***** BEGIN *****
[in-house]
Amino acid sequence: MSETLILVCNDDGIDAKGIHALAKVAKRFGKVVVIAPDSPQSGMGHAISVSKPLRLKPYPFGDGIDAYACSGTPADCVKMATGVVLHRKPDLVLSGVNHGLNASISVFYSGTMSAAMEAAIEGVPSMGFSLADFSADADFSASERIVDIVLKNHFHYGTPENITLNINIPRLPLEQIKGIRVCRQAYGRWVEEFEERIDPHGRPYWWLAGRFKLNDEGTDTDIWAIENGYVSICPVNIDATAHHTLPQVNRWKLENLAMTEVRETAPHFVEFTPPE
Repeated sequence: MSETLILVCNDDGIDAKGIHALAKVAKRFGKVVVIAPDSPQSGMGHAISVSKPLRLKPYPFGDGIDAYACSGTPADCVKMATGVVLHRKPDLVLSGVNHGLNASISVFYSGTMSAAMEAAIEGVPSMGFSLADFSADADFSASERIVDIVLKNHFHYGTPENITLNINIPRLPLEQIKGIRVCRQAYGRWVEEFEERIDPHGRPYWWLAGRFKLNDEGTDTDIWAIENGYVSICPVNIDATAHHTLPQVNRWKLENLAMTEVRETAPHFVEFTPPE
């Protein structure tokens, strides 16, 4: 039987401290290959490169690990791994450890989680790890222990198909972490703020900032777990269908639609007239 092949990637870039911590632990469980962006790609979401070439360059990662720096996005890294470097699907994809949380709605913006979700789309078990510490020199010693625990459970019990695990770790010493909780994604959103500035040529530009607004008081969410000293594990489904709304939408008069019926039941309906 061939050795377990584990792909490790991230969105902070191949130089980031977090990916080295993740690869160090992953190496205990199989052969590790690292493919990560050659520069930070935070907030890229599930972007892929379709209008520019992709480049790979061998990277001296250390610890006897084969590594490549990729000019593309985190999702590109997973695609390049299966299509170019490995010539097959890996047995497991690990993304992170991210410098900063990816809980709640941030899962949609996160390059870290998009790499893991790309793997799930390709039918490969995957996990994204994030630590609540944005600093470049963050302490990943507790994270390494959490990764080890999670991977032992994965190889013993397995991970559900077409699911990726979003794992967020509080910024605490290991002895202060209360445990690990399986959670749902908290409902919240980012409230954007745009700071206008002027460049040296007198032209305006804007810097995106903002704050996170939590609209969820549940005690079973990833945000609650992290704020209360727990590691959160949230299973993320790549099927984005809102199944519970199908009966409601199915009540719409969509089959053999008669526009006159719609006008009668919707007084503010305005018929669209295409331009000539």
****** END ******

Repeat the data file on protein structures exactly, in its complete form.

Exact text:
[in-house]
Amino acid sequence: MSETLILVCNDDGIDAKGIHALAKVAKRFGKVVVIAPDSPQSGMGHAISVSKPLRLKPYPFGDGIDAYACSGTPADCVKMATGVVLHRKPDLVLSGVNHGLNASISVFYSGTMSAAMEAAIEGVPSMGFSLADFSADADFSASERIVDIVLKNHFHYGTPENITLNINIPRLPLEQIKGIRVCRQAYGRWVEEFEERIDPHGRPYWWLAGRFKLNDEGTDTDIWAIENGYVSICPVNIDATAHHTLPQVNRWKLENLAMTEVRETAPHFVEFTPPE
Repeated sequence: MSETLILVCNDDGIDAKGIHALAKVAKRFGKVVVIAPDSPQSGMGHAISVSKPLRLKPYPFGDGIDAYACSGTPADCVKMATGVVLHRKPDLVLSGVNHGLNASISVFYSGTMSAAMEAAIEGVPSMGFSLADFSADADFSASERIVDIVLKNHFHYGTPENITLNINIPRLPLEQIKGIRVCRQAYGRWVEEFEERIDPHGRPYWWLAGRFKLNDEGTDTDIWAIENGYVSICPVNIDATAHHTLPQVNRWKLENLAMTEVRETAPHFVEFTPPE
């Protein structure tokens, strides 16, 4: 039987401290290959490169690990791994450890989680790890222990198909972490703020900032777990269908639609007239 092949990637870039911590632990469980962006790609979401070439360059990662720096996005890294470097699907994809949380709605913006979700789309078990510490020199010693625990459970019990695990770790010493909780994604959103500035040529530009607004008081969410000293594990489904709304939408008069019926039941309906 061939050795377990584990792909490790991230969105902070191949130089980031977090990916080295993740690869160090992953190496205990199989052969590790690292493919990560050659520069930070935070907030890229599930972007892929379709209008520019992709480049790979061998990277001296250390610890006897084969590594490549990729000019593309985190999702590109997973695609390049299966299509170019490995010539097959890996047995497991690990993304992170991210410098900063990816809980709640941030899962949609996160390059870290998009790499893991790309793997799930390709039918490969995957996990994204994030630590609540944005600093470049963050302490990943507790994270390494959490990764080890999670991977032992994965190889013993397995991970559900077409699911990726979003794992967020509080910024605490290991002895202060209360445990690990399986959670749902908290409902919240980012409230954007745009700071206008002027460049040296007198032209305006804007810097995106903002704050996170939590609209969820549940005690079973990833945000609650992290704020209360727990590691959160949230299973993320790549099927984005809102199944519970199908009966409601199915009540719409969509089959053999008669526009006159719609006008009668919707007084503010305005018929669209295409331009000539």